I'm happy to welcome YA author Tanya Searle. She is a full-time student, wife and mother living in southwest England. Her love of reading led her to pen her first novel, Aquila: from the darkness. She is currently working on the sequel, Aquila: into the light.
Me: So Tanya, I have to know - Where did you get the idea for your novel?
Tanya: The idea for the novel originally came from my fascination with flying; not aeroplanes and helicopters - actual flying. I mean the feelings born of childish dreams and the arc of a trampoline bounce. The novel started as images, random flashes in my mind involving wings and the ocean. The story was already formed before I put fingers to keys. I only realized how long it was once I started typing.
Me: Tell us a little about the main character.
Tanya: Aqua, the main character, is seventeen; stubborn and impulsive. She lives a quiet life in the English countryside. Working as a labourer on her mother's organic farm she spends her weekdays among fruit and vegetables. But at the weekends she indulges in her secret pastime - flying. She also hangs out with her gorgeous best friend, Aaron, who has no idea that Aqua isn't exactly a normal teenage girl. Aqua's heritage is a mystery even to her. She wants to know where she came from... and during the novel, she finds out.
Me: You are working on the sequel. When do you anticipate it will be released.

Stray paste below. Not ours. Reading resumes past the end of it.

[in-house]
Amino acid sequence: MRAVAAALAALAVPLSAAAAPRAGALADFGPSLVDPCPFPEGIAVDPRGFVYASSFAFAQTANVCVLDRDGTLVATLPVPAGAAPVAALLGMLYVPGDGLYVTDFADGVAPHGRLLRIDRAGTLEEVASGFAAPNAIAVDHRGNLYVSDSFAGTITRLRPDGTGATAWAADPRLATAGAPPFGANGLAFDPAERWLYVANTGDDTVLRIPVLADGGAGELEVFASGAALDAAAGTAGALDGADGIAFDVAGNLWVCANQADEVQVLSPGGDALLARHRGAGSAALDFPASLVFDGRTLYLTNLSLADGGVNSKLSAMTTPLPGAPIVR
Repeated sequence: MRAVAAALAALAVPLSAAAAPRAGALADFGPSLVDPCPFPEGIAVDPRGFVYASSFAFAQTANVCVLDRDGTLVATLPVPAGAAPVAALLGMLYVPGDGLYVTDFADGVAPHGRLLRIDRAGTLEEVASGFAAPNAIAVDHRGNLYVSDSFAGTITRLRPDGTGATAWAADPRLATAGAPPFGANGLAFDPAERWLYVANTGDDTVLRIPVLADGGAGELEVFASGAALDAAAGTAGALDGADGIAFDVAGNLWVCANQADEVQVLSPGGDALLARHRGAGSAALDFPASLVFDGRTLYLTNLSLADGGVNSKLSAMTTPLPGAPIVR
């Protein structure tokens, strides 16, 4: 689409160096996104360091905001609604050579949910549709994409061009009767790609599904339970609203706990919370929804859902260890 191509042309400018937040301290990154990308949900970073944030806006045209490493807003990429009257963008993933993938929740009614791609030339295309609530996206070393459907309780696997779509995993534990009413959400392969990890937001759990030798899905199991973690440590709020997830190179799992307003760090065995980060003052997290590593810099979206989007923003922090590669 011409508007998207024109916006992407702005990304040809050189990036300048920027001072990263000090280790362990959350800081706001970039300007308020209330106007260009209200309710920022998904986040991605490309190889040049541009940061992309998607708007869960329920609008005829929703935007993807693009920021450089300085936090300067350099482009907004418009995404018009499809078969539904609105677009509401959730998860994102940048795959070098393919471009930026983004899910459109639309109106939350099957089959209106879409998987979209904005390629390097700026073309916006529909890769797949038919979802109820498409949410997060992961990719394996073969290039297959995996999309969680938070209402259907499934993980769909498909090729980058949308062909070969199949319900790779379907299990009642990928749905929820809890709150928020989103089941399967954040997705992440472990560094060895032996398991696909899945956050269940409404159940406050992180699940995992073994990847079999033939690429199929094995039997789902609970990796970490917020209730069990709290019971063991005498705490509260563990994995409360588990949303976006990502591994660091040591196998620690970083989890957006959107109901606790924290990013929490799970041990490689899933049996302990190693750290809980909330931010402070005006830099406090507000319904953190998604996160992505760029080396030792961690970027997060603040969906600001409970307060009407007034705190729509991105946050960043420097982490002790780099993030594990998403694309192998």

Tanya: Yes. The sequel, Aquila: Into the Light, should be out by Spring 2014. I am posting regular updates on twitter and my blog. I'm really excited that I will be sharing the next stage of Aqua's life with everyone.
Thanks for stopping by and for sharing a sneak peak of Aquila: From the Darkness:
Early birds get up before the sun. So I guess that’s
what I am, an early bird.
The sky is not quite dark, with slender veins
of purple and gray, when I rise. I like the quiet the
early morning brings. I like the fresh moist air
and the dew covered grass. I like getting to the
bathroom before my mother.
We share the small, bare space of a room;
cracked magnolia wall tiles and stripped wood
floor. There is no shower; just an old bath tub with
a cutting of garden hosepipe and shower nozzle
attached to the taps. I did it myself, for my own
sanity. My mother considers showers a modern
notion, designed for city folk whose lives are fast and
stressful and the opposite of ours. I consider them a necessity.
Tanya can be found:
Barnes and Noble